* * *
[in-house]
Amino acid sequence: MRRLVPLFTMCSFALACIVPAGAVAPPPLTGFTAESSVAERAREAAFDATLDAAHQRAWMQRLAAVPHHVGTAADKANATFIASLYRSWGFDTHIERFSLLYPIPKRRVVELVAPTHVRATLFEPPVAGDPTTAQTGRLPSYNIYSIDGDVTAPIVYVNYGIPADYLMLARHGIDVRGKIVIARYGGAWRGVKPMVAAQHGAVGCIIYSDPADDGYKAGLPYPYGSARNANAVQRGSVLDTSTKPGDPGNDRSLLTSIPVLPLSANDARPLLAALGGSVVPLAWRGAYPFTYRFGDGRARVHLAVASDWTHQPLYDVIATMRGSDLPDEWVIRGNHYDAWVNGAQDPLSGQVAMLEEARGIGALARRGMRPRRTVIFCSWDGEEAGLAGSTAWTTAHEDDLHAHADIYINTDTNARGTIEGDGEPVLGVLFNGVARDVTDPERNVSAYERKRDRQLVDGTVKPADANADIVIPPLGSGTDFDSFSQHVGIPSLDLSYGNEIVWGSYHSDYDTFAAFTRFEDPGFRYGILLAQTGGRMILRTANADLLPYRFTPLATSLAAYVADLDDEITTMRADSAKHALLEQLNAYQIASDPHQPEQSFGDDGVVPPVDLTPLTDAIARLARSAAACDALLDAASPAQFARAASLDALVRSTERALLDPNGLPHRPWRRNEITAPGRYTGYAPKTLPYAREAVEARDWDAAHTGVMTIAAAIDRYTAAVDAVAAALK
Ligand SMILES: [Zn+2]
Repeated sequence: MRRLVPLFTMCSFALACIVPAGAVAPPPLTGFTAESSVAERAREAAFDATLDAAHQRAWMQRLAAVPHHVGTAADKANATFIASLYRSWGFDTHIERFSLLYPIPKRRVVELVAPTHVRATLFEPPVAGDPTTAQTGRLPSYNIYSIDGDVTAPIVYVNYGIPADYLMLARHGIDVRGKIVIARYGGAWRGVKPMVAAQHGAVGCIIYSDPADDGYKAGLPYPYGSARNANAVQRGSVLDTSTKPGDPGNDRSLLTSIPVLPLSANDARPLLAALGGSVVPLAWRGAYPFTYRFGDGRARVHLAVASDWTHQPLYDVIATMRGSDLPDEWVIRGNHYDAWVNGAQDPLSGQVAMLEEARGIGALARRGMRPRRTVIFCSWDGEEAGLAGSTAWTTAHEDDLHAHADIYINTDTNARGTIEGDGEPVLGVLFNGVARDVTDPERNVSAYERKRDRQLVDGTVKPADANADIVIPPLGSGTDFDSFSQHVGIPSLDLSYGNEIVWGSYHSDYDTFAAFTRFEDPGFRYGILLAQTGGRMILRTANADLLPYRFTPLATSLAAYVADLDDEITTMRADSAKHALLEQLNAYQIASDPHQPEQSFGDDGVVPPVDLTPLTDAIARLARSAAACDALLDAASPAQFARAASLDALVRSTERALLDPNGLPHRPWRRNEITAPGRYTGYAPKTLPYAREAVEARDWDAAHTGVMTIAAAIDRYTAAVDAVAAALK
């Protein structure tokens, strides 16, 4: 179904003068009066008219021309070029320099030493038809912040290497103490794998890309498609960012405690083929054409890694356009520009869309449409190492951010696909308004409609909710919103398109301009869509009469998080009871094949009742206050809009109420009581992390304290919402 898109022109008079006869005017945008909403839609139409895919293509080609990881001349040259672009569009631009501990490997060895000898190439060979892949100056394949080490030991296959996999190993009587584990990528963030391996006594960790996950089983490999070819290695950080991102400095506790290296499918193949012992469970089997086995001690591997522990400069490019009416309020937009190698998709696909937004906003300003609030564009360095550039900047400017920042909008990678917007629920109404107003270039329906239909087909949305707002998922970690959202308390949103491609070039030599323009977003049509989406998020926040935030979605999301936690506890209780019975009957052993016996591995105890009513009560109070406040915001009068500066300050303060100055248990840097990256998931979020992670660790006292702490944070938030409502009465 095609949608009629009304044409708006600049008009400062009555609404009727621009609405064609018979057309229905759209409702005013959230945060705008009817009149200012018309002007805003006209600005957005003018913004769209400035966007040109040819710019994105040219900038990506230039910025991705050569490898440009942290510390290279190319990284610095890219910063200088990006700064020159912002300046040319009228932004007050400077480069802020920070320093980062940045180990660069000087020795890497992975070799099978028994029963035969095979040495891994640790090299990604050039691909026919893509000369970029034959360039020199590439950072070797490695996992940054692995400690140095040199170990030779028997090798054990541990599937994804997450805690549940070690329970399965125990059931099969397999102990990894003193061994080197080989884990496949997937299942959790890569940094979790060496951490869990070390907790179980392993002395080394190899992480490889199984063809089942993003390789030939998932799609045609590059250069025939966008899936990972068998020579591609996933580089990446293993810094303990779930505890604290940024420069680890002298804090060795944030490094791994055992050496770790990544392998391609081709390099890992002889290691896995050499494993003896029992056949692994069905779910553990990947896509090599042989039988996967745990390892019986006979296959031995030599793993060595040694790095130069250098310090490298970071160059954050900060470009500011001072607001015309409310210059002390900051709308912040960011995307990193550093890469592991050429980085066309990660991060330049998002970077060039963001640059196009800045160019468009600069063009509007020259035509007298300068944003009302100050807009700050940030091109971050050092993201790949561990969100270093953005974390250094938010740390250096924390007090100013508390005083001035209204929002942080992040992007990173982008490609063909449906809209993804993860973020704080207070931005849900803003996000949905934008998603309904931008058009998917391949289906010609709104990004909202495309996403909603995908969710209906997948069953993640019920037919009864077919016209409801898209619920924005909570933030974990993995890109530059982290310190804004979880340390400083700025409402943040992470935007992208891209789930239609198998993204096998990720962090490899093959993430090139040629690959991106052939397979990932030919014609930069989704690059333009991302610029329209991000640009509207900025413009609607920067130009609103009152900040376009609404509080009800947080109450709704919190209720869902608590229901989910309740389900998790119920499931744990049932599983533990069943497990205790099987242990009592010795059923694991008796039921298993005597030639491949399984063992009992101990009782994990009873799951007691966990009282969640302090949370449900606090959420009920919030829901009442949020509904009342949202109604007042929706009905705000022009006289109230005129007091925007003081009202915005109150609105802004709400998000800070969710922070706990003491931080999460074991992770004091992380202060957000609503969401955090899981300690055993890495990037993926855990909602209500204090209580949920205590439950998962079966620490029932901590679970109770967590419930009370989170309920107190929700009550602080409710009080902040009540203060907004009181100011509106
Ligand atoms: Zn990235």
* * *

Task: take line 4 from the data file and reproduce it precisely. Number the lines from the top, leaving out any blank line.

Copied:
Repeated sequence: MRRLVPLFTMCSFALACIVPAGAVAPPPLTGFTAESSVAERAREAAFDATLDAAHQRAWMQRLAAVPHHVGTAADKANATFIASLYRSWGFDTHIERFSLLYPIPKRRVVELVAPTHVRATLFEPPVAGDPTTAQTGRLPSYNIYSIDGDVTAPIVYVNYGIPADYLMLARHGIDVRGKIVIARYGGAWRGVKPMVAAQHGAVGCIIYSDPADDGYKAGLPYPYGSARNANAVQRGSVLDTSTKPGDPGNDRSLLTSIPVLPLSANDARPLLAALGGSVVPLAWRGAYPFTYRFGDGRARVHLAVASDWTHQPLYDVIATMRGSDLPDEWVIRGNHYDAWVNGAQDPLSGQVAMLEEARGIGALARRGMRPRRTVIFCSWDGEEAGLAGSTAWTTAHEDDLHAHADIYINTDTNARGTIEGDGEPVLGVLFNGVARDVTDPERNVSAYERKRDRQLVDGTVKPADANADIVIPPLGSGTDFDSFSQHVGIPSLDLSYGNEIVWGSYHSDYDTFAAFTRFEDPGFRYGILLAQTGGRMILRTANADLLPYRFTPLATSLAAYVADLDDEITTMRADSAKHALLEQLNAYQIASDPHQPEQSFGDDGVVPPVDLTPLTDAIARLARSAAACDALLDAASPAQFARAASLDALVRSTERALLDPNGLPHRPWRRNEITAPGRYTGYAPKTLPYAREAVEARDWDAAHTGVMTIAAAIDRYTAAVDAVAAALK